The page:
The retail arm and the Texas assets were the two largest drags on PG&E's earnings for 1999. The company posted an overall loss of 20 cents/share ($71 million) despite growing revenues from its utility, generation, commodity trading and gas pipeline businesses. The Texas asset sale caused a $2.42/share charge and the energy services unit caused a 16 cent/share charge on the total earnings for 1999.
Over the past few months, more and more companies have left the retail marketing arena. Speaking at GasMart/Power 2000 last week in Denver, Brian Watt, the CEO of Columbia Energy Services, forecast a major shake-out of retail marketers over the next five years. According to Watt, the industry could mirror the path of the telecommunications industry after it deregulated, where market participants dwindled from 400 to less than 10.
CES was an active participant in retail markets, signing more than 300,000 customers all over the country. However, Watt said CES is re-evaluating its approach to marketing altogether. Earlier this year, CES sold its wholesale marketing operations to Enron for $38.3 million (see NGI, Nov. 29, 1999).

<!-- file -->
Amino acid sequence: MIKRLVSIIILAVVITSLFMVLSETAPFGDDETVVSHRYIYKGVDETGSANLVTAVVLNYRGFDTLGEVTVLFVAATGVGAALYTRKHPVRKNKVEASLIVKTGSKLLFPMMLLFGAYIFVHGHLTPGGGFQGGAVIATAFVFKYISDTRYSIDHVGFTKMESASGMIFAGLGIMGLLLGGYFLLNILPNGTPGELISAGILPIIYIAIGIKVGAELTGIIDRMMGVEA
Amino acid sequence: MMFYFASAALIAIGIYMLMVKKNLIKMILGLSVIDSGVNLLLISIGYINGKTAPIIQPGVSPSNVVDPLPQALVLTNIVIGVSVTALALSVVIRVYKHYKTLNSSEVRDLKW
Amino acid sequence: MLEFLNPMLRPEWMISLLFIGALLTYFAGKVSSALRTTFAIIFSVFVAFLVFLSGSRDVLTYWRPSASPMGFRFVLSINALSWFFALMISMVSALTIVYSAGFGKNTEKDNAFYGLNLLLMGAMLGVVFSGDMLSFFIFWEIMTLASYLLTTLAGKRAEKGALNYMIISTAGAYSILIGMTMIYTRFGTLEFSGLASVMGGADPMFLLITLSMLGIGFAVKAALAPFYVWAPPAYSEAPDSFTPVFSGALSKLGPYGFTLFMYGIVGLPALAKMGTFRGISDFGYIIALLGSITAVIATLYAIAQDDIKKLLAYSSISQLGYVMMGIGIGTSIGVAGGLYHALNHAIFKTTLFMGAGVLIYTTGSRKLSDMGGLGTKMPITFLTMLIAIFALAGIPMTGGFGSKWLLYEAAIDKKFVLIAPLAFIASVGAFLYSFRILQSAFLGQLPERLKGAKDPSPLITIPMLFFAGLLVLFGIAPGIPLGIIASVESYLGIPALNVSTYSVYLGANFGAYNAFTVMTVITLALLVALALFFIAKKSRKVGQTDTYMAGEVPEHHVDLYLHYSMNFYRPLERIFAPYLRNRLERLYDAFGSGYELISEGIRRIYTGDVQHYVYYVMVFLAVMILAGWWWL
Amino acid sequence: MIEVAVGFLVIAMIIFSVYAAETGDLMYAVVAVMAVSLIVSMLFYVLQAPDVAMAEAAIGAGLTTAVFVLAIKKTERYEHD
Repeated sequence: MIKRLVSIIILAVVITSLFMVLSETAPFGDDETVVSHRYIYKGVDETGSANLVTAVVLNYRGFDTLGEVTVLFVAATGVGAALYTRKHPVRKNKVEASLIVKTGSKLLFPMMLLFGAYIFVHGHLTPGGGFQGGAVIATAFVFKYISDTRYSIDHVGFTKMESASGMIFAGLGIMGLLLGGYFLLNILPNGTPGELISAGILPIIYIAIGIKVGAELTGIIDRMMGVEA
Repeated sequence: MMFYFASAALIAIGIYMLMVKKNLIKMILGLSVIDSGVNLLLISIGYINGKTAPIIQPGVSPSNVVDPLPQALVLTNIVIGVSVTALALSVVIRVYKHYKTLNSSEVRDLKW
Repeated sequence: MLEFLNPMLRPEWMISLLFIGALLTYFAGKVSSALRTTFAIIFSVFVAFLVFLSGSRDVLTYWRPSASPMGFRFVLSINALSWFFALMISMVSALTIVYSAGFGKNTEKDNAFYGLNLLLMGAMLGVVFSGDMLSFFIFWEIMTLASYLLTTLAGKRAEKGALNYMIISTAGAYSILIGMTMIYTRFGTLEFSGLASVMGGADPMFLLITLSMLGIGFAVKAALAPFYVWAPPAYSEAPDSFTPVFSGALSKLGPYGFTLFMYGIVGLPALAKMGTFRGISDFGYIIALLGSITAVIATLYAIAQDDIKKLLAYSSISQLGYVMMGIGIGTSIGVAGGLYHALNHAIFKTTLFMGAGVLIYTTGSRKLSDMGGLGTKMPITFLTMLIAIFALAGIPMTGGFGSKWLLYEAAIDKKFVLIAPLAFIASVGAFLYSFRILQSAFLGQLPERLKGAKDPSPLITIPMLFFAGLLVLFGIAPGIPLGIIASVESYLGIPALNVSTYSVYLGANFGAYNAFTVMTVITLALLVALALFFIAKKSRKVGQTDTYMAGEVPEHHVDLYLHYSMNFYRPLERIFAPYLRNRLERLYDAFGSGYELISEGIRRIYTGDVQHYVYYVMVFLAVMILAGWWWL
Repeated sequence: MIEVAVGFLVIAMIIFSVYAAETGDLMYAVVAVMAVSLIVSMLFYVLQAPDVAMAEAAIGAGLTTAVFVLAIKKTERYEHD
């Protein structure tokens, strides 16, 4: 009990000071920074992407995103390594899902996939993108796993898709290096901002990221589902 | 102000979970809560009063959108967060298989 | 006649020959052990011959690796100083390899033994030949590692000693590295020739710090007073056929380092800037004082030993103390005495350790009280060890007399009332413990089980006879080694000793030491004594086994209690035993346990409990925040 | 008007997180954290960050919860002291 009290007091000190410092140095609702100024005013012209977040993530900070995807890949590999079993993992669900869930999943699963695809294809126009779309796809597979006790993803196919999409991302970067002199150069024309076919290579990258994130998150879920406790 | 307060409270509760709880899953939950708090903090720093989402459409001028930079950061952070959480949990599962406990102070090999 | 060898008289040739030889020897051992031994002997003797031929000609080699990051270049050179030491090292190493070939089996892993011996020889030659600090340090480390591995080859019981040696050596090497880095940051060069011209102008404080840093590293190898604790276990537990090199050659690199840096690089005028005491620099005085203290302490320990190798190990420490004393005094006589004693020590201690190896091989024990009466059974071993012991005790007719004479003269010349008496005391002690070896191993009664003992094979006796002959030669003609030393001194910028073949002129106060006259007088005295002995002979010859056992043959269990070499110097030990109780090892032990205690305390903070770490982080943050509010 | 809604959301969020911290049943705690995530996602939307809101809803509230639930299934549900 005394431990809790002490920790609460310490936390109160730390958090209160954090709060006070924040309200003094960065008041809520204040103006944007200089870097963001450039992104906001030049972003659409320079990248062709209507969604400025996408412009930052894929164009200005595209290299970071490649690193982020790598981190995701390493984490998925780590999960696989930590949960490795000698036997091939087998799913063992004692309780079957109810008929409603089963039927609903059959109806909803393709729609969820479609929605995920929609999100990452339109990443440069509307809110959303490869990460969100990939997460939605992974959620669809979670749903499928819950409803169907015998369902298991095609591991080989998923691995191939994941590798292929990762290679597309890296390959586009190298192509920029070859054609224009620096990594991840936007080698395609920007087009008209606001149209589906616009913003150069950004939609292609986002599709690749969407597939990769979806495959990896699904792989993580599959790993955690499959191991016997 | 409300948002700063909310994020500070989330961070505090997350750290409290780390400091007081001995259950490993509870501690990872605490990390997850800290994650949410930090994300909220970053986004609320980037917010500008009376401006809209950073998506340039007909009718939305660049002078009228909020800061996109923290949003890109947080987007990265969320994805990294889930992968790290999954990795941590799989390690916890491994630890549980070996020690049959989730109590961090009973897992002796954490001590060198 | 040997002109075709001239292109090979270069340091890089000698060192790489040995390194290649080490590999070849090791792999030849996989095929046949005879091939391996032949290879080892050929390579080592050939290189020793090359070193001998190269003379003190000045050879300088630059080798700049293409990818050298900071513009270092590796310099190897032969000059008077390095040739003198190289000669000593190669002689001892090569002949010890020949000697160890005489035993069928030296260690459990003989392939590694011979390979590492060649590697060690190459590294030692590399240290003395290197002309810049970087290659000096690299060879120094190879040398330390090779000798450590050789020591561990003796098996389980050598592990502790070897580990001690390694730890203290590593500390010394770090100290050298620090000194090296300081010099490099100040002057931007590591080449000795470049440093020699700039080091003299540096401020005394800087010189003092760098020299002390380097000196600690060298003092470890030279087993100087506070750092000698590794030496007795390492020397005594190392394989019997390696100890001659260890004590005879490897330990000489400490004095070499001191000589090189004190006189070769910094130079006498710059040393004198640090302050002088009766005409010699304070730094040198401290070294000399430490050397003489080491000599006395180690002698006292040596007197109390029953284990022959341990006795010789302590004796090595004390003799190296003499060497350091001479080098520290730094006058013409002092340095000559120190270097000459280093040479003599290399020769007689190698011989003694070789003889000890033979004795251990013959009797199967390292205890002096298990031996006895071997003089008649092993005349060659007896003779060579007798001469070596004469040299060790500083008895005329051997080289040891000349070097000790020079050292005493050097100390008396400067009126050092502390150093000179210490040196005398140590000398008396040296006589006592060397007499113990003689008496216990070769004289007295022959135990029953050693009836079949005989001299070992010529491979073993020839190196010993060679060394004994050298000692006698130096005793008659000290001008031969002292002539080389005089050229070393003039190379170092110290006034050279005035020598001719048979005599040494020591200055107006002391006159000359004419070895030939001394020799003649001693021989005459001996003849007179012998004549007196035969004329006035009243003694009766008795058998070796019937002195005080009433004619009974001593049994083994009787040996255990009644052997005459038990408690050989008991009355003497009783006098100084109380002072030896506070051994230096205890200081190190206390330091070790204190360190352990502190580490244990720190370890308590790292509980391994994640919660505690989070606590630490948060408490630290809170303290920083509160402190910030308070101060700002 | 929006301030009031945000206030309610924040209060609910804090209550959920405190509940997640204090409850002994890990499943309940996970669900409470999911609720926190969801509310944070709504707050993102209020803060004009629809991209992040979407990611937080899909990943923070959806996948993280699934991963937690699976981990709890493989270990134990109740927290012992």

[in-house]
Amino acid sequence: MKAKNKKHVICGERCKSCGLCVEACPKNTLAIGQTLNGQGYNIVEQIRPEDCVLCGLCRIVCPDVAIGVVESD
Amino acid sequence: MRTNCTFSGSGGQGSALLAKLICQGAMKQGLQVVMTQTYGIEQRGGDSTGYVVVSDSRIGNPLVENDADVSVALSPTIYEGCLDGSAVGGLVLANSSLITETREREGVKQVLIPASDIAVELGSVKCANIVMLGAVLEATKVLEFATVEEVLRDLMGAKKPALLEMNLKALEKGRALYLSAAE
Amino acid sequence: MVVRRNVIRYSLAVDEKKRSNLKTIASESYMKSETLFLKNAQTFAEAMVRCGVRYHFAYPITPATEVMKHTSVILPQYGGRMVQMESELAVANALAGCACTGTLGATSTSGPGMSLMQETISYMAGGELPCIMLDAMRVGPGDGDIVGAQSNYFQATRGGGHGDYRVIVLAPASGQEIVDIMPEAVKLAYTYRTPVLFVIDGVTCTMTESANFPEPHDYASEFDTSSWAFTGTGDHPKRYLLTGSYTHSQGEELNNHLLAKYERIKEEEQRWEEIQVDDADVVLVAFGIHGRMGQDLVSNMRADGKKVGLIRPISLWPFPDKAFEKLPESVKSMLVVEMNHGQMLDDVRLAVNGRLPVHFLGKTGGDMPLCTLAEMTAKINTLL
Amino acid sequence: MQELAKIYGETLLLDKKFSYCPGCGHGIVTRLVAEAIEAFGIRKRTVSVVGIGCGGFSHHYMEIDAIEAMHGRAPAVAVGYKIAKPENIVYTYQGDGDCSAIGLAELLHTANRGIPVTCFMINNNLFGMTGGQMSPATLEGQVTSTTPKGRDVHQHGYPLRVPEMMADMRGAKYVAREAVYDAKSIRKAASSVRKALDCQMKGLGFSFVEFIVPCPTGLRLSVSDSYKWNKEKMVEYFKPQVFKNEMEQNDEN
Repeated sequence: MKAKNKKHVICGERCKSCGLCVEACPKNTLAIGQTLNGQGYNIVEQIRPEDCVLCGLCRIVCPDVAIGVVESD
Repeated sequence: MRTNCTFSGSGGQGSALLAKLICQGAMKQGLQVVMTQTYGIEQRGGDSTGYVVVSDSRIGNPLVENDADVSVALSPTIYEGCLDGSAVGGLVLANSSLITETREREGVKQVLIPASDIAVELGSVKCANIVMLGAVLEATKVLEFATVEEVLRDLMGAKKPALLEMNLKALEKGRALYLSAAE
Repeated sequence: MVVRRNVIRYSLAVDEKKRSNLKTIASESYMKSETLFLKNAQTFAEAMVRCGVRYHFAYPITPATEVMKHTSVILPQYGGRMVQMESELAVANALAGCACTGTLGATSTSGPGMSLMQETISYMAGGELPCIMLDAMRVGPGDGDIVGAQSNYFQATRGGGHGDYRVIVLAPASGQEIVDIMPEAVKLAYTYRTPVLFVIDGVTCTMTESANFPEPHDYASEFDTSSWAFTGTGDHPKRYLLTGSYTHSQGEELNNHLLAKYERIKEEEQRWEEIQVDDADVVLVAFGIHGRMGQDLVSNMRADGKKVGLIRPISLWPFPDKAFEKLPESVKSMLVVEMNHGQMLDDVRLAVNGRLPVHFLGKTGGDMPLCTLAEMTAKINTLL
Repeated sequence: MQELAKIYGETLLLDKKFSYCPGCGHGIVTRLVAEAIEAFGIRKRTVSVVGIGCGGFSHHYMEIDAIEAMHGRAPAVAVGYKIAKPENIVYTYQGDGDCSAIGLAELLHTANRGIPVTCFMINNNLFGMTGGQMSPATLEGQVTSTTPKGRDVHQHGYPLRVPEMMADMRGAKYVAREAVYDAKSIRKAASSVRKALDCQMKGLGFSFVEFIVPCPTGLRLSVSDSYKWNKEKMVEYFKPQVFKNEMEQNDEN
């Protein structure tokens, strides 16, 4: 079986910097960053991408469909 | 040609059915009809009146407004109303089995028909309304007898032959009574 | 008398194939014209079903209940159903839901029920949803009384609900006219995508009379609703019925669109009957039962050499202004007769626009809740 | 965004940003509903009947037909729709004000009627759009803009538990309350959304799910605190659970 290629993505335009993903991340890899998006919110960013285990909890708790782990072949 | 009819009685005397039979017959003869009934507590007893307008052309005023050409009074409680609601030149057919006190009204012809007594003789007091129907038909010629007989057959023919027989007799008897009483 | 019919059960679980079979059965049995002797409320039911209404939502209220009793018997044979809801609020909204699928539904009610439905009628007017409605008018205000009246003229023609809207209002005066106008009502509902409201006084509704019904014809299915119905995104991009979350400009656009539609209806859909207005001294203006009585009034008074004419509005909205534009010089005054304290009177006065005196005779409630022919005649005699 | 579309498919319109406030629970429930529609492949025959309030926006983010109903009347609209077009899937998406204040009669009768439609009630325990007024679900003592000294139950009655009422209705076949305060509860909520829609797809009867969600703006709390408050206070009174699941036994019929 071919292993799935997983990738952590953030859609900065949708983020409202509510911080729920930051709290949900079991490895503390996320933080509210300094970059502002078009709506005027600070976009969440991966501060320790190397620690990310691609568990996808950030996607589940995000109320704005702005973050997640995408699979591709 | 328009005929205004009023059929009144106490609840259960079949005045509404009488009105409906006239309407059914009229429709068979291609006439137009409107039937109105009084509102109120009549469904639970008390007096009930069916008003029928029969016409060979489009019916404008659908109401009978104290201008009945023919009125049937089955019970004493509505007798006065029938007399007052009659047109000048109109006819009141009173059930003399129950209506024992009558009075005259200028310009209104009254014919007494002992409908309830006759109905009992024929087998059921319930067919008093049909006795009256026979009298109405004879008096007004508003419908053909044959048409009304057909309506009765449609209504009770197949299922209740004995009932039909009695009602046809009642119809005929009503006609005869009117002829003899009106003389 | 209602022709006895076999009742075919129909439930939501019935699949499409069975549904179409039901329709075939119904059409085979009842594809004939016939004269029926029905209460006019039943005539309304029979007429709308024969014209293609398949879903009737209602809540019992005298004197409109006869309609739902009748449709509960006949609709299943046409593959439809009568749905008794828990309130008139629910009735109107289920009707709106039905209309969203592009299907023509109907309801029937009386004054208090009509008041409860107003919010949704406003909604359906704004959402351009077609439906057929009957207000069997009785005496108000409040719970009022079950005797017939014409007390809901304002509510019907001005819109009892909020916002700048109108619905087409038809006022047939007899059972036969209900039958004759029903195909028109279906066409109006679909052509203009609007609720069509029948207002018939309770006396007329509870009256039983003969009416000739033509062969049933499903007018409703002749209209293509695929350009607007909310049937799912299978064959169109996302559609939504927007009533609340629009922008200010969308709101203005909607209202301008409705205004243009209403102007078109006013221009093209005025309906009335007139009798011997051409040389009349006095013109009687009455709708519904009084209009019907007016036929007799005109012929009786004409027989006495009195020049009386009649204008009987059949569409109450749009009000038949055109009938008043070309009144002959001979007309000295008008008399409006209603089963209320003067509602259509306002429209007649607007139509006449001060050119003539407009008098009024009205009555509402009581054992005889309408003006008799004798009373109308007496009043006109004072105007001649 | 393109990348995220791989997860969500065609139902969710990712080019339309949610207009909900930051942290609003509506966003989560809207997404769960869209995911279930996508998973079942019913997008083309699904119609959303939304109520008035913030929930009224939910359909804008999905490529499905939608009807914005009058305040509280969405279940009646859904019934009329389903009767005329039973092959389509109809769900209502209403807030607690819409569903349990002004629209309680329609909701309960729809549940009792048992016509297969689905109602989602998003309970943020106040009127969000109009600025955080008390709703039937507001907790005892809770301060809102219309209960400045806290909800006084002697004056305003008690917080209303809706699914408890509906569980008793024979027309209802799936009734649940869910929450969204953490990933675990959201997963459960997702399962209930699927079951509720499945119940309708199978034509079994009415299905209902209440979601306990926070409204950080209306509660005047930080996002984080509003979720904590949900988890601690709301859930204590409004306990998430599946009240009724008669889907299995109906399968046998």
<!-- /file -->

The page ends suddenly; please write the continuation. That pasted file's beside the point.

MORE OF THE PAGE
For CES, the optimism regarding retail markets is gone. "We started off with the perception of a national mass market. We envisioned something like the Sprint or AT&T model. Go out. Get a whole bunch of customers, then spread the fixed costs over large amounts of people and live happily ever after. Well guess what? It's a local market, not a national one.. The regulatory process is local. So that vision of taking a $340 billion business and getting a market share of it may look great, but getting there is a lot tougher," Watt said.
And there are others. Earlier this year both DTE Energy and Cinergy entirely pulled out of the retail marketing arena, saying the markets are not developed enough to turn serious profits. Sierra Pacific has gone to court against the Public Utilities Commission of Nevada recently to halt that state's electric deregulation efforts, saying the process would be detrimental to its customers and shareholders.
While Watt talked about the difficulties around the retail business, he said he still thinks deregulation is the right path for the industry to take. "I've lived in the United Kingdom and other places abroad. I've seen what too much regulation can do. Deregulated retail markets will happen I think, but it will take longer than many people originally thought.